A worker delivered boxes of ice cream behind a signboard posted by Taiji Fishery Cooperative at a port in Taiji, western Japan in September.

Oceanic Preservation Society
Louie Psihoyos, director of the film "The Cove," and Charles Hambleton, assistant director in the cliffs above the dolphin cove in Taiji.


That could change with the first public screenings here of “The Cove,” an American documentary that used hidden cameras to film Taiji’s annual dolphin hunts. On Wednesday, Japanese moviegoers got their first glimpse of it at the Tokyo International Film Festival, held here this week.
Taiji is not the only community that hunts dolphins, thousands of which are killed across the world either by intent or by becoming ensnared in fishermen’s nets. But Taiji’s fishermen are notorious drive hunters, banging on metal poles to herd panicked dolphins into a cove, then spearing them to death in what protesters describe as a gory bloodbath.
Japan killed about 13,000 dolphins in coastal waters in 2007, according to the fisheries agency, of which about 1,750 were captured in Taiji. Japan also hunts whales by using a loophole in the 1986 moratorium on commercial whaling that allows whales to be killed for research, though the catch from its research fleet ends up in Japanese supermarkets.
“I was outraged. The footage of the sea turning bloody red was especially shocking,” said Yukiko Ishizawa, 18, a college student in Tokyo who saw the film on Wednesday.
“I’d seen the meat sold on the market, but had no idea Japan was a big dolphin-hunting nation,” said Taro Oguchi, 29, an office worker. “Whether or not Japan should stop is one thing,” he said. “But we should at least be aware these hunts take place.”
Despite the film’s enthusiastic reception at the festival — a round of applause broke out at the end of the film — it is unclear whether it will spark a wider public debate. Whale and dolphin hunting are considered an important part of Japan’s traditional livelihood and culinary culture, a practice to be defended against foreign interference. (Even though only a minority of Japanese eat whale meat, and evenfewer eat dolphin.)
There is also a strong taboo in the Japanese news media against any criticism of the country’s farmers and fishermen, often depicted as heroic defenders of a way of life that is fast disappearing. Coverage of the film has been sparse, and its producers have yet to find a distributor willing to put it on wider release.
The Tokyo Film Festival initially rejected “The Cove” as too controversial, but reversed its decision at the last minute after lobbying from Hollywood heavyweights like Ben Stiller, who has taken a personal interest in it. The festival, however, screened a disclaimer stating it had nothing to do with the film’s production.
“The feeling here is that the world needs to respect cultural differences,” said Testsu Sato, a professor in environmental management at Nagano University. “Why should there even be a debate on this issue?”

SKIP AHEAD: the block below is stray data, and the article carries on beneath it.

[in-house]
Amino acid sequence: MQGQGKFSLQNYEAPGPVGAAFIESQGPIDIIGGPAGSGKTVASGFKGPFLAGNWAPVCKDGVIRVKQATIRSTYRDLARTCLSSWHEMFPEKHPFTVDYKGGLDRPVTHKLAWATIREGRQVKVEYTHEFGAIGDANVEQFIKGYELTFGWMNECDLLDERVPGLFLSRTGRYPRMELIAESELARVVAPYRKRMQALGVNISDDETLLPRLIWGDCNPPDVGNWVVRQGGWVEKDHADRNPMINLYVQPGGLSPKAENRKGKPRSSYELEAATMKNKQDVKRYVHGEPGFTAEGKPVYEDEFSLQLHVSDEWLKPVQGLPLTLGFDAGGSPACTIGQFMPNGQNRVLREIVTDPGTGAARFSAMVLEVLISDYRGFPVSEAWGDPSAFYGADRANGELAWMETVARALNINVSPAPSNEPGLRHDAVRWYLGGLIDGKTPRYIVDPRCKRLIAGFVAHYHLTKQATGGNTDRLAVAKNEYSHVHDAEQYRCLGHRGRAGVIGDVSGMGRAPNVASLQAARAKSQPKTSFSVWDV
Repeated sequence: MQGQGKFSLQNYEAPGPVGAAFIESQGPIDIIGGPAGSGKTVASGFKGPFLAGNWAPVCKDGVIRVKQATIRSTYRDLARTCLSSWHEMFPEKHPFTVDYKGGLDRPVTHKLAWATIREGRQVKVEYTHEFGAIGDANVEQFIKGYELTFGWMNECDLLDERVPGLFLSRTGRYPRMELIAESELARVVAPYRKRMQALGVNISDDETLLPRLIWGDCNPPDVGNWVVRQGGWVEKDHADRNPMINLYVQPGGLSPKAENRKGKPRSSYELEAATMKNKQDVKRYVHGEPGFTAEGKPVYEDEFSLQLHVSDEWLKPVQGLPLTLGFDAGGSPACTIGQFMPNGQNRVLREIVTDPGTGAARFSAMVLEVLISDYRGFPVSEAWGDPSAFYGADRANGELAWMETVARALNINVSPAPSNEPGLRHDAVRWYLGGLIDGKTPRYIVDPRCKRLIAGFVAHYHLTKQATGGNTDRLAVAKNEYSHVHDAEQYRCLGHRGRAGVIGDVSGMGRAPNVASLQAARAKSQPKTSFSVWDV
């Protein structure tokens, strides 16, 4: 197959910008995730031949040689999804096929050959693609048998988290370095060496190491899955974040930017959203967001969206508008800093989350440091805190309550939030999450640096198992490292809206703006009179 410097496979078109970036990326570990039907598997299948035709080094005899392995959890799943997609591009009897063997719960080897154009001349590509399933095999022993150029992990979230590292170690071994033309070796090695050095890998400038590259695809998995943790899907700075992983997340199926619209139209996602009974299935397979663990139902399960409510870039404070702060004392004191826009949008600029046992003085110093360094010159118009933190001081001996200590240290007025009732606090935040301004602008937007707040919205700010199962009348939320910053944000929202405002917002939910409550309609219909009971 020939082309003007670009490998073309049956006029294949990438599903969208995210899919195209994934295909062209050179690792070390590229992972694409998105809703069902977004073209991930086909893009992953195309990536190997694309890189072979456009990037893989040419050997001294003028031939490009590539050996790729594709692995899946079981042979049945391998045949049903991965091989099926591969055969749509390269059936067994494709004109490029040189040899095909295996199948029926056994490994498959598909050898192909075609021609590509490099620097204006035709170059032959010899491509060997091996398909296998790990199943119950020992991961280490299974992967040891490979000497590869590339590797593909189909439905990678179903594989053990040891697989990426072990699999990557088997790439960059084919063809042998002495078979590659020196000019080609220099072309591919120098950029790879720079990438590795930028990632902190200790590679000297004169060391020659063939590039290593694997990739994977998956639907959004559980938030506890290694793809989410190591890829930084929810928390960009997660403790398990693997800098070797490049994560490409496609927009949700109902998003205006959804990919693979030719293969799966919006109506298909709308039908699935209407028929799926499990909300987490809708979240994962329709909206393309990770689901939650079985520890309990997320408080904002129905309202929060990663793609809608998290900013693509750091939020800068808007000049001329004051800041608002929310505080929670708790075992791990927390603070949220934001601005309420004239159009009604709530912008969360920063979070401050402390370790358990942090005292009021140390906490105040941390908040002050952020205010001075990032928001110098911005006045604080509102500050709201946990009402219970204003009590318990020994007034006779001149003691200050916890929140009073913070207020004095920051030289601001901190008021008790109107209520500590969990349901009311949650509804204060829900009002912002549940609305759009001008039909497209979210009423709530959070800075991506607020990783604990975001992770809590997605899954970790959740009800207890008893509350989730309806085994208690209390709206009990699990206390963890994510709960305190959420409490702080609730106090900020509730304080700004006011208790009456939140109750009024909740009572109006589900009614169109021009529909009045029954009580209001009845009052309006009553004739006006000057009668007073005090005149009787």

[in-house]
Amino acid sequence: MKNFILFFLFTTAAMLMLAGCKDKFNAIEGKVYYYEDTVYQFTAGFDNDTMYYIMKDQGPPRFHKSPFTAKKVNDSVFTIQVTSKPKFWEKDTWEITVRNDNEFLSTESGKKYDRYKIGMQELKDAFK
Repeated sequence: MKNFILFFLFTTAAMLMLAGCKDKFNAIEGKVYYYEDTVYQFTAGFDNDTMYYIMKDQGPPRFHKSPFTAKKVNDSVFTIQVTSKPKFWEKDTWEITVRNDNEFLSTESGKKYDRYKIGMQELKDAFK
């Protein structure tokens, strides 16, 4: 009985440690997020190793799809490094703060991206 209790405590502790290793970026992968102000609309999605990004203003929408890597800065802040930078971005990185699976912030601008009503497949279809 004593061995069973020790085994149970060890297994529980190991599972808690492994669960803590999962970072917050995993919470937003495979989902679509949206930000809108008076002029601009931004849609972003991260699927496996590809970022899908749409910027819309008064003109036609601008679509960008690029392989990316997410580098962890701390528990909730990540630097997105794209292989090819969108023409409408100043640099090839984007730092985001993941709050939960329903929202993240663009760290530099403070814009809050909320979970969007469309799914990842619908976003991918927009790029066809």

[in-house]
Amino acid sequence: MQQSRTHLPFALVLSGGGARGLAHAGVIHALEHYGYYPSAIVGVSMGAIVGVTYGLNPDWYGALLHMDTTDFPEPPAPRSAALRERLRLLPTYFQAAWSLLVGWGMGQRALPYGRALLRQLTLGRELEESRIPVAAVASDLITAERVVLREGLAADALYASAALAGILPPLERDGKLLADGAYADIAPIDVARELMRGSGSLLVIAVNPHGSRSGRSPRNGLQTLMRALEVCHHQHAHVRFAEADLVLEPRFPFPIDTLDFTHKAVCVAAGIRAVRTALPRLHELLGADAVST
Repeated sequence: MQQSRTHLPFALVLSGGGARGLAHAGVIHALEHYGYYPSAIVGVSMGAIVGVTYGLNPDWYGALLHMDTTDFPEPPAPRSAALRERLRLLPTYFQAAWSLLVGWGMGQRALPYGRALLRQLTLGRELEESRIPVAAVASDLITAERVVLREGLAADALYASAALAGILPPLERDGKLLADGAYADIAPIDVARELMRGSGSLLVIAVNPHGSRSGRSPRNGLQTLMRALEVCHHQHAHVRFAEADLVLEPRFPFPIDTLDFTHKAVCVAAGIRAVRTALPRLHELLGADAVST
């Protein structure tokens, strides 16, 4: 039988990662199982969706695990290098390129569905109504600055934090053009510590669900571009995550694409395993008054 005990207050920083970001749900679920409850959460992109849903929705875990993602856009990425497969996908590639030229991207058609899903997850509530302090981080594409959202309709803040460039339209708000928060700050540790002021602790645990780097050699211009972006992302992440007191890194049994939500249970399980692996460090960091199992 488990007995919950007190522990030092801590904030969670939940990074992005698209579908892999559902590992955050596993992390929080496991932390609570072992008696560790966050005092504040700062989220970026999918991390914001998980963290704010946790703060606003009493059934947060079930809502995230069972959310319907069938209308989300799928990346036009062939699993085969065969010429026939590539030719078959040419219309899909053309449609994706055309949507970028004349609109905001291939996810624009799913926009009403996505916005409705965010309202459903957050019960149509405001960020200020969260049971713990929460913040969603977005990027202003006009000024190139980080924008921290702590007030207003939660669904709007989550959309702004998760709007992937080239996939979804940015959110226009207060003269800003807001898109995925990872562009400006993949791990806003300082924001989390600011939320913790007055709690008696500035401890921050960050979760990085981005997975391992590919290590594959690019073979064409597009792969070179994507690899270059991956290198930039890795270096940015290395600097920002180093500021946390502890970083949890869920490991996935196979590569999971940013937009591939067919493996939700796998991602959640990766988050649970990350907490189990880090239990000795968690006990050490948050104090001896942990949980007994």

The fishing cooperative at Taiji had demanded that the festival drop “The Cove” from its program, accusing producers of trespassing on private property to film footage and of making false assertions. The town has hired a lawyer and was preparing to take legal action, an official said Wednesday. The lawyer, Shozaburo Ishida, did not return repeated requests for comment.
Meanwhile, the dolphin hunts will continue as planned through the season that runs from September through February, Japan’s fisheries agency said Wednesday. At their first hunt in September, Taiji fishermen captured 10 bottle-nosed dolphins out of a pod of about 100 to ship live to aquariums, while about 50 pilot whales were killed and sent to market.
Taiji’s mayor, Kazutaka Sangen, has advised fishermen to carve up whales and dolphins in indoor facilities so as not to provoke activists further, according to the newspaper Yomiuri.
Still, the film’s makers called Wednesday’s screening a coup, and a first step toward raising awareness of the hunts among the Japanese public. The crew, which included a pair of free divers and a “clandestine operations” organizer, used fake rocks to hide the cameras and microphones off Taiji’s coast.
“The secret is out,” the director, Louie Psihoyos, said Wednesday. “The reaction was amazing. People came up to me to ask how they could help.”
Mr. Psihoyos has said that he would give Taiji the profits from any further screenings in Japan if it ends the hunts and switches to whale-watching or other businesses.
The switch will not be easy in Taiji, where dolphin meat accounts for a third of the town’s roughly $3 million annual fishing industry. The people of Taiji have hunted coastal whales for 400 years, according to the local whaling museum, and the town’s men serve as harpooners and sailors aboard Japan’s whaling fleet. Dolphin meat is a local delicacy, served raw as sashimi or boiled with soy sauce.
In recent years, however, the town has become increasingly divided on dolphin hunting. Laboratory tests have shown high levels of mercury in the flesh of dolphins and pilot whales that were caught and sold in Taiji, prompting some local markets to remove them from their shelves.
But even those findings have not been widely reported in the national media. Many in the film audience were shocked to learn about high mercury readings in dolphin meat.
“I’m never going to eat dolphin again now that I know about the pollution,” said Mutsuko Otake, 55, a Tokyo homemaker. “But I was most shocked to find out that Japan has been getting a bad name, without us knowing about it,” she added.

Yasuko Kamiizumi and Ayasa Aizawa contributed reporting.